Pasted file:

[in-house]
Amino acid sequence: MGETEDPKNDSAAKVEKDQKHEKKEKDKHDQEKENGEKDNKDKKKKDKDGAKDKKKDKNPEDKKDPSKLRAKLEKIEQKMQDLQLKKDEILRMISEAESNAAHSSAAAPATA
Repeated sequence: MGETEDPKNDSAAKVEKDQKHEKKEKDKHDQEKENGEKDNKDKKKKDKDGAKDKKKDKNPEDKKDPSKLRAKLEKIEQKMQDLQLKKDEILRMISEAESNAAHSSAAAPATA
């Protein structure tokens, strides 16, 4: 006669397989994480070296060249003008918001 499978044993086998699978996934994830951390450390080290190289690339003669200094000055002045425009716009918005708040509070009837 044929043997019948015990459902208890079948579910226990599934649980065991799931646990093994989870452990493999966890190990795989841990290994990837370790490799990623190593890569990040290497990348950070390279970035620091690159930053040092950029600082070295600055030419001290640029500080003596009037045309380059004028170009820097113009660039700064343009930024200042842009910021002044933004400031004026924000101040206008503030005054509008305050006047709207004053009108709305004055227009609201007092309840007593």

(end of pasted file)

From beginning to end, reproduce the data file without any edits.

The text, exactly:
[in-house]
Amino acid sequence: MGETEDPKNDSAAKVEKDQKHEKKEKDKHDQEKENGEKDNKDKKKKDKDGAKDKKKDKNPEDKKDPSKLRAKLEKIEQKMQDLQLKKDEILRMISEAESNAAHSSAAAPATA
Repeated sequence: MGETEDPKNDSAAKVEKDQKHEKKEKDKHDQEKENGEKDNKDKKKKDKDGAKDKKKDKNPEDKKDPSKLRAKLEKIEQKMQDLQLKKDEILRMISEAESNAAHSSAAAPATA
């Protein structure tokens, strides 16, 4: 006669397989994480070296060249003008918001 499978044993086998699978996934994830951390450390080290190289690339003669200094000055002045425009716009918005708040509070009837 044929043997019948015990459902208890079948579910226990599934649980065991799931646990093994989870452990493999966890190990795989841990290994990837370790490799990623190593890569990040290497990348950070390279970035620091690159930053040092950029600082070295600055030419001290640029500080003596009037045309380059004028170009820097113009660039700064343009930024200042842009910021002044933004400031004026924000101040206008503030005054509008305050006047709207004053009108709305004055227009609201007092309840007593």